Modern link-state routing protocols are designed to minimize the effects on memory, CPU, and bandwidth. The use and configuration of multiple areas can reduce the size of the link-state databases. Multiple areas can also limit the amount of link-state information flooding in a routing domain and send LSPs only to those routers that need them. When there is a change in the topology, only those routers in the affected area receive the LSP and run the SPF algorithm. This can help isolate an unstable link to a specific area in the routing domain.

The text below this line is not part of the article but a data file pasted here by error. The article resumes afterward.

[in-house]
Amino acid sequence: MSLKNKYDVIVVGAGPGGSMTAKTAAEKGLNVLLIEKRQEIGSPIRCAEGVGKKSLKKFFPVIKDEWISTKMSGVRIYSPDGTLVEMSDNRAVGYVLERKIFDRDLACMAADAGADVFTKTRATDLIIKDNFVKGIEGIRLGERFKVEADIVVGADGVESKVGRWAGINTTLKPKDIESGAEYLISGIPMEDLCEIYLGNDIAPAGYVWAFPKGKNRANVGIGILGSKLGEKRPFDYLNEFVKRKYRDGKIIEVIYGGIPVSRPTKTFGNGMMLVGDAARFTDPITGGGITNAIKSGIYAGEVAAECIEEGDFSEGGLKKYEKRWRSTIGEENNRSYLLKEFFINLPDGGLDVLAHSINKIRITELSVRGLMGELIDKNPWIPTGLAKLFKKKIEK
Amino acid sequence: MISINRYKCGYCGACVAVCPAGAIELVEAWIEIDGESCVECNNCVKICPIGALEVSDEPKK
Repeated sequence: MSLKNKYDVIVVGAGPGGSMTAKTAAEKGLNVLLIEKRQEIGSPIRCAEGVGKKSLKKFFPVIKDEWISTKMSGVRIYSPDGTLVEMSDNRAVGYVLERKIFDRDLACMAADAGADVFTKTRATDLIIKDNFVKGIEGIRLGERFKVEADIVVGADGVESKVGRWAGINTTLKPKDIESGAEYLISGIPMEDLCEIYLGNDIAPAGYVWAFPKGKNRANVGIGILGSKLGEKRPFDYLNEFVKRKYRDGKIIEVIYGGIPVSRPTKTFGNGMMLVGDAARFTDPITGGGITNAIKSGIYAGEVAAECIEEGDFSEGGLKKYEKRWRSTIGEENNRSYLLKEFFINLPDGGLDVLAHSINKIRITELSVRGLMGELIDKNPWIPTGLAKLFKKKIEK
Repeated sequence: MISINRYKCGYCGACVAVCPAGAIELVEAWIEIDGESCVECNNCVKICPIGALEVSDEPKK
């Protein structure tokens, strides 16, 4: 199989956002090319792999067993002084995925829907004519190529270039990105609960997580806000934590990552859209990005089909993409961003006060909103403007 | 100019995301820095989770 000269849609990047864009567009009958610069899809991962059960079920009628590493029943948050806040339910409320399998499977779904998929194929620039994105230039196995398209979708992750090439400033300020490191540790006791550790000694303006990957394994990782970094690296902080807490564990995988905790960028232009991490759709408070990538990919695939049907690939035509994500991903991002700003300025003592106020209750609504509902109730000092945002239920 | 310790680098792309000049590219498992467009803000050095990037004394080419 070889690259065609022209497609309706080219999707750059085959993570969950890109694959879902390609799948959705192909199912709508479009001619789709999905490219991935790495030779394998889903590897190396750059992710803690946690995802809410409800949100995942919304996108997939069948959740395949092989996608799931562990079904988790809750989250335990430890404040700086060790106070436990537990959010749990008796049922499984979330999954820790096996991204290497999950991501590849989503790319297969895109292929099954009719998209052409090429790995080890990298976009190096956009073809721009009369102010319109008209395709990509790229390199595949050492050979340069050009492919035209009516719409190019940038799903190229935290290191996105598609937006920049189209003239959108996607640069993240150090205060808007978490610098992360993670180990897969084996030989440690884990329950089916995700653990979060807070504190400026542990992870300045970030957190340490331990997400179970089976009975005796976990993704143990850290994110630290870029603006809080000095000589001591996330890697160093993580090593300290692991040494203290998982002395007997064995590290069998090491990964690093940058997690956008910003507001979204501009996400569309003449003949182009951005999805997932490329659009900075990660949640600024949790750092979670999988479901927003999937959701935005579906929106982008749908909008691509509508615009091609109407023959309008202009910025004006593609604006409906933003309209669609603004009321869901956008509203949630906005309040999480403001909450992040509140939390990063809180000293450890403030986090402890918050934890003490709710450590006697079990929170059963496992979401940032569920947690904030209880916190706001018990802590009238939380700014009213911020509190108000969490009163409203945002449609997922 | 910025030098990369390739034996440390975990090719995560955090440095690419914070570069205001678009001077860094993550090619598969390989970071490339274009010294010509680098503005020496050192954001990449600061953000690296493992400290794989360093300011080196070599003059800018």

For example, in the figure, there are three separate routing domains: area 1, area 0, and area 51. If a network in area 51 goes down, the LSP with the information about this downed link is only flooded to other routers in that area. Only those routers in area 51 need to update their link-state databases, rerun the SPF algorithm, create a new SPF tree, and update their routing tables. Routers in other areas learn that this route is down, but this is done with a type of LSP that does not cause them to rerun their SPF algorithm. Routers in other areas can update their routing tables directly.